The key here is USAGE, what the accepted meaning is for native EN speakers ...like me: I would never use "gay" to mean lively, happy, merry, cheerful etc, because the word has undergone a radical shift in meaning and now has very different connotations in relation to homosexuals.

The issue, furthermore, isn't about a colour "being something" more or less than a mere colour. "Blues" , as an example, is not literally a colour but a reference to a kind of music with a shade of meaning that derives from a perceived sadness associated with blue (and why, one could ask, a blue sky for example isn't perceived as sad).

Meaning changes, and this happens with words over time. Many words we use nowadays have completely different meanings from 100, 200 years ago. "Dial (a number)", for example, continues to be used for phones that are no longer "dialled", as just one example of meaning change.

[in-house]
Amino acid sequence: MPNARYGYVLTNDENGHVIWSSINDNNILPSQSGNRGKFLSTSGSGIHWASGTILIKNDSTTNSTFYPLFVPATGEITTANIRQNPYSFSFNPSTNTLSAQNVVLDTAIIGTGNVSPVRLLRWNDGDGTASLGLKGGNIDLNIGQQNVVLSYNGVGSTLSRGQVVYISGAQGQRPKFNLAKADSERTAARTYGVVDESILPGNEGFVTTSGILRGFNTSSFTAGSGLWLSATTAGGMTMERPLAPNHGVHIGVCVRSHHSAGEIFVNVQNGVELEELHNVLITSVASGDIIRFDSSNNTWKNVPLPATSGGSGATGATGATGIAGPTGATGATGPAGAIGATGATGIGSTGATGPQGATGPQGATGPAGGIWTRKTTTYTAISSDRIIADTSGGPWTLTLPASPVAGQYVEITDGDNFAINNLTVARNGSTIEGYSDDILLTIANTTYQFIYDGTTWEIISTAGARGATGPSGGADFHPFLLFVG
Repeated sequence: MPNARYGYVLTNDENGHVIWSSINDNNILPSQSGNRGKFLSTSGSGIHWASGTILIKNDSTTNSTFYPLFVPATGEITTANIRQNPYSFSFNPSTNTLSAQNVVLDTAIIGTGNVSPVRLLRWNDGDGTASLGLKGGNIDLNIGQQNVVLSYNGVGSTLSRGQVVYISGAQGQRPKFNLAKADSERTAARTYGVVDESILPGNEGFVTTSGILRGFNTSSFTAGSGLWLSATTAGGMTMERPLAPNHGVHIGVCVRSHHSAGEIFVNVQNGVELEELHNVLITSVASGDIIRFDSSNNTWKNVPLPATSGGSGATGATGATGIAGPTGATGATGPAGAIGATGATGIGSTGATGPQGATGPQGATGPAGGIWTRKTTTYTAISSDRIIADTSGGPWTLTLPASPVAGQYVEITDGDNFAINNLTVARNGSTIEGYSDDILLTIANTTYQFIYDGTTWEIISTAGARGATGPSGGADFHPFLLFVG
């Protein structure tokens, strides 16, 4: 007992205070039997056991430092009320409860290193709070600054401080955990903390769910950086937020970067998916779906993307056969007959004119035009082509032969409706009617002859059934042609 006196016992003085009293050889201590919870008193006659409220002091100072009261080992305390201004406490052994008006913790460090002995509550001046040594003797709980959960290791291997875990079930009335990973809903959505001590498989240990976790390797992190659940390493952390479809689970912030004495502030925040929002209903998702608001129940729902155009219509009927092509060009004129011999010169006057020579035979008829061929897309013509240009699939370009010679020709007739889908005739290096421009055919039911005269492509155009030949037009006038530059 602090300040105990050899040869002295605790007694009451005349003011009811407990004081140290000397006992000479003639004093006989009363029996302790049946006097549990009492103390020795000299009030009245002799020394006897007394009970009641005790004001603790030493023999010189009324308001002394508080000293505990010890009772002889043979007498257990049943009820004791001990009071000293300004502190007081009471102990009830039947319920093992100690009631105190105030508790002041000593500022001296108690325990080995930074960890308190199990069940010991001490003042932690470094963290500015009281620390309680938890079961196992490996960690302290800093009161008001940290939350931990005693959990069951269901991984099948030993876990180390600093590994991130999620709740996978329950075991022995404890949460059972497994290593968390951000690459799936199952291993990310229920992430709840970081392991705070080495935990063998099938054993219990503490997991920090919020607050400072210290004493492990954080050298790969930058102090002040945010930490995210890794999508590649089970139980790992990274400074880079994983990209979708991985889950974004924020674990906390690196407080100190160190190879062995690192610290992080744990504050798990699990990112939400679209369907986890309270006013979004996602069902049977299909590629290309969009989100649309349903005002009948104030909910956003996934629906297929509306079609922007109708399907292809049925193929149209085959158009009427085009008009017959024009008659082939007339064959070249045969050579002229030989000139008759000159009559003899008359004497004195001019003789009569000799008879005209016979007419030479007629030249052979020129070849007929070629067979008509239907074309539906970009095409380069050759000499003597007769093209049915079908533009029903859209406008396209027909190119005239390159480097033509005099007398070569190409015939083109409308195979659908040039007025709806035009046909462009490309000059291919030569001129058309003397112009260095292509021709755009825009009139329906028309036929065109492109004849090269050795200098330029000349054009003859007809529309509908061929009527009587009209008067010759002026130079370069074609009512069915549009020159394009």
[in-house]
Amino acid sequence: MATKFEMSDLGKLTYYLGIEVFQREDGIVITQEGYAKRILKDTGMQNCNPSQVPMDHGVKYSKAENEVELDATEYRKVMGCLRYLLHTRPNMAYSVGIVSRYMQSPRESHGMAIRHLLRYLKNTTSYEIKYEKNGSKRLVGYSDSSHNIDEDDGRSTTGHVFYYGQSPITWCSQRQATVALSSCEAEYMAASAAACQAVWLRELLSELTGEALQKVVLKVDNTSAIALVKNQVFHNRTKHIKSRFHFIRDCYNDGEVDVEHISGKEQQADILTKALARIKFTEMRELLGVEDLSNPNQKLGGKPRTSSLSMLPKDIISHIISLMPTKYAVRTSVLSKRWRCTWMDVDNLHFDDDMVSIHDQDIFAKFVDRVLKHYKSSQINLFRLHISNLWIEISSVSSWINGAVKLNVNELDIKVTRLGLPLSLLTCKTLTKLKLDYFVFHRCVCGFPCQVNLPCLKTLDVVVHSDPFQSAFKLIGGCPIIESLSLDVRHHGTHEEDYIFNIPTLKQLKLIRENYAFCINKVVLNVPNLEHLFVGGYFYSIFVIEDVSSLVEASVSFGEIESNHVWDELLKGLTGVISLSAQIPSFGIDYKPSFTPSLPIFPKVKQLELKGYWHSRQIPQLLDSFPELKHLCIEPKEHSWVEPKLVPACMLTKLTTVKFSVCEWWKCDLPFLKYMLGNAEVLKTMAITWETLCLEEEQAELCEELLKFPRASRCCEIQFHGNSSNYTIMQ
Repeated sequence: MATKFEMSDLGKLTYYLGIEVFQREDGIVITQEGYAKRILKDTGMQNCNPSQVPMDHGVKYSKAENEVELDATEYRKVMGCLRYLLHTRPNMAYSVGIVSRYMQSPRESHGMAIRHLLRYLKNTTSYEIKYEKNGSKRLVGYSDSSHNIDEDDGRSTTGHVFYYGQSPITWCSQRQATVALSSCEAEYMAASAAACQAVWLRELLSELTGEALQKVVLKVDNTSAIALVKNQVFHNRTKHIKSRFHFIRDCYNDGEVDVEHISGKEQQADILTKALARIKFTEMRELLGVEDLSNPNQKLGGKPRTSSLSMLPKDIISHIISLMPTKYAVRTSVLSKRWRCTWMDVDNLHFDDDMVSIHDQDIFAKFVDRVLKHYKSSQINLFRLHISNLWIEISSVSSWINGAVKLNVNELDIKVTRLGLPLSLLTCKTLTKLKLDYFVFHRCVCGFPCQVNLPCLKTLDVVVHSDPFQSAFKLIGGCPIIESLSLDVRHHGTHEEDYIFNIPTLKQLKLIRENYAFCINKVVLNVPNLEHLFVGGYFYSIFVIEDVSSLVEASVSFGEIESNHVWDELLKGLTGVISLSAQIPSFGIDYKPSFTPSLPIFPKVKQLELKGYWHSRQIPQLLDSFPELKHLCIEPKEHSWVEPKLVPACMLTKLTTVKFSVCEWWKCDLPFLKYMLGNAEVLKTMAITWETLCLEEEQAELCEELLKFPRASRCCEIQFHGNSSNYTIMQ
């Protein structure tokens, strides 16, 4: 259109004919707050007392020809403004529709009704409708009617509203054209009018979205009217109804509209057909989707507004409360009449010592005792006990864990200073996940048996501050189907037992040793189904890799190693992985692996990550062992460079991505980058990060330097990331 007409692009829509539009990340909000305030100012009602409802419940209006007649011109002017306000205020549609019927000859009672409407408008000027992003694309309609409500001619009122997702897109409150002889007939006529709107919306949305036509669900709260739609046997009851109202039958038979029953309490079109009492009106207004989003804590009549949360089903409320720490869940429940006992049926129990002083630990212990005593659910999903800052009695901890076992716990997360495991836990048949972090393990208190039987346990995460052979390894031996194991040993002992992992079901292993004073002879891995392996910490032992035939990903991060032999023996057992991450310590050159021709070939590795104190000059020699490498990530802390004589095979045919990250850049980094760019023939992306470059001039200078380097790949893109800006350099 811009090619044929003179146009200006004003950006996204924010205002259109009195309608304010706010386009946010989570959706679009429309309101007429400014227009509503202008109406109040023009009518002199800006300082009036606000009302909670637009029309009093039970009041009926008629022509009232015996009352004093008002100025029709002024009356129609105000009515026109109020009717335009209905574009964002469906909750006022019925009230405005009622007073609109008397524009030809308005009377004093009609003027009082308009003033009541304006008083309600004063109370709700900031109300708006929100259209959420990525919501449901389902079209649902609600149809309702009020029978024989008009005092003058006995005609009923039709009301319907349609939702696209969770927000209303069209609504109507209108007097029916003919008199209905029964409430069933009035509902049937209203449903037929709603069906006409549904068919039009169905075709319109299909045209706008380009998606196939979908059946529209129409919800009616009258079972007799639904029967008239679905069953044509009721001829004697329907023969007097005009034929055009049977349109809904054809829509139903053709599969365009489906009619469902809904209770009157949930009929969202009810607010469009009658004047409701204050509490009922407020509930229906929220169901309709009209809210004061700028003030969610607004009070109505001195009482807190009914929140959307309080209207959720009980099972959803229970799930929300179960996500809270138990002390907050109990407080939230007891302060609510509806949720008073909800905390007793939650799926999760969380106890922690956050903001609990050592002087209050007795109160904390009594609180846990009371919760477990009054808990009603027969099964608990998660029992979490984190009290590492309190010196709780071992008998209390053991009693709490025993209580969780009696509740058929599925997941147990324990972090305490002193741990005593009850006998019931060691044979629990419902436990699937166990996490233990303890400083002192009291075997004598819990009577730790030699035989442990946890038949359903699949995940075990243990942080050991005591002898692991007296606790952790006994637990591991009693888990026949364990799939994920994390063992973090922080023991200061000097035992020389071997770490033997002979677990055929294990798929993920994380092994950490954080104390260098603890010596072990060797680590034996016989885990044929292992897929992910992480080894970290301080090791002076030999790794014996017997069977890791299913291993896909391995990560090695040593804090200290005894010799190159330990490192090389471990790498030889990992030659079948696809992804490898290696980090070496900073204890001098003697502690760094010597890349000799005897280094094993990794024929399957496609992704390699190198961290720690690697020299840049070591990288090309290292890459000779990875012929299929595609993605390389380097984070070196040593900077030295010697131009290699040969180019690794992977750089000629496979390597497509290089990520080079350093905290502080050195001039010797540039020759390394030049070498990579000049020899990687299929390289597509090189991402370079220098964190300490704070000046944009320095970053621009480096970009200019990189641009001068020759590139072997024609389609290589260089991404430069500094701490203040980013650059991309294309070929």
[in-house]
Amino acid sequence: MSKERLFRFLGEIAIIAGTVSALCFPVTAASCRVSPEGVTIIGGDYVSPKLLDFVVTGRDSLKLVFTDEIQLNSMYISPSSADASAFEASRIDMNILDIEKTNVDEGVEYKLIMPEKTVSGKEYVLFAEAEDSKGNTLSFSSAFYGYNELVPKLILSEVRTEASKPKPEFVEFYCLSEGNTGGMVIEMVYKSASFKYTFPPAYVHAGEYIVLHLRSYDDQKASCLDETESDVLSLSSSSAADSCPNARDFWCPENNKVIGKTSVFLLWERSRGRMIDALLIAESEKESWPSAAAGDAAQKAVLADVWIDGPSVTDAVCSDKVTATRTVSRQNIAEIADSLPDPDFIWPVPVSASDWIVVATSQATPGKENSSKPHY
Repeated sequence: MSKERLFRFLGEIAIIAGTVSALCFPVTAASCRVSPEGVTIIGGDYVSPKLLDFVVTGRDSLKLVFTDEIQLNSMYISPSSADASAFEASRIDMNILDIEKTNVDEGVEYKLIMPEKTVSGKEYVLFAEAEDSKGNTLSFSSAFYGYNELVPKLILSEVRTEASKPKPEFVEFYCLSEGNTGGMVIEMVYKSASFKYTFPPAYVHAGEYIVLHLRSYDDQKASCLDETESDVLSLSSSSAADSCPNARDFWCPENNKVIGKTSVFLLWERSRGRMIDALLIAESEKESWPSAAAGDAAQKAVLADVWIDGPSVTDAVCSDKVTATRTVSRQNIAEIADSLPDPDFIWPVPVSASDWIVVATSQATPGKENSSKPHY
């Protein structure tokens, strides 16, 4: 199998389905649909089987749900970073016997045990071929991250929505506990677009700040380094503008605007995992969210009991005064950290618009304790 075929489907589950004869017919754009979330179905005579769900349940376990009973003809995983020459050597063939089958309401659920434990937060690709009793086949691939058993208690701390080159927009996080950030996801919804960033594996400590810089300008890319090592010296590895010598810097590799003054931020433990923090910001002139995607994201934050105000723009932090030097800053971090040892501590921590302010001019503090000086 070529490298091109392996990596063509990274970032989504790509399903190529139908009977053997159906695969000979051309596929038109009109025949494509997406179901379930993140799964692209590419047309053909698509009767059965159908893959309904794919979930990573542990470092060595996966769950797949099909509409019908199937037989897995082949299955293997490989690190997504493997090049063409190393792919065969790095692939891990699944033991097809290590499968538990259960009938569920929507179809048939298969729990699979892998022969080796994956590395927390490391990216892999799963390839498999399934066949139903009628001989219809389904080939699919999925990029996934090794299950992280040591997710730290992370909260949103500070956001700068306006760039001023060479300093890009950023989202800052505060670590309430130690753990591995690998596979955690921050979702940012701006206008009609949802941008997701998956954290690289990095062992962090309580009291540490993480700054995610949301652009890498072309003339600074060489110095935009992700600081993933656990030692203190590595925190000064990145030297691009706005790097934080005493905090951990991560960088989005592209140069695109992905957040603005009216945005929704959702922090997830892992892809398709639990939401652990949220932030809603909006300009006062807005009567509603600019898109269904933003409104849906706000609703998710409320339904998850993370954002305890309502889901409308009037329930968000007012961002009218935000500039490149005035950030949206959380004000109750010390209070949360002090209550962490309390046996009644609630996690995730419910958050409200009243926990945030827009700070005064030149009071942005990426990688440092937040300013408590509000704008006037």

"Gaily coloured glasses" would have worked incidentally. We can still use the word "gay" as meaning "happy" as an adverb, no problem.

Living in Peru, you are probably not in direct contact on a day-to-day basis with either the source or target language, in the same way as you are with Spanish. As far as the target language is concerned, this fact and/or not being native led you into this trap. And you need to be better aware that this is the kind of error you are likely to make again. You need to develop creativity in using the WWW, becuase dictionaries and reference books rarely give genuinely useful information on usage. What you need is "contexts".

If you enter the words "gay" and "colours" in Google, guess what comes up in the first page? References to homosexuals. That is just a hint of how "homosexual" the word "gay" is ... and see how you can use the WWW to start discovering something about usage.

What can a translator do in order to support his or her choice of words? Nothing, if you are, in fact, wrong, or if your choice is dubious given its connotations. Your client is possibly over-reacting but he/she is right in detecting that this is a collocate that is outdated (even if for the wrong reasons).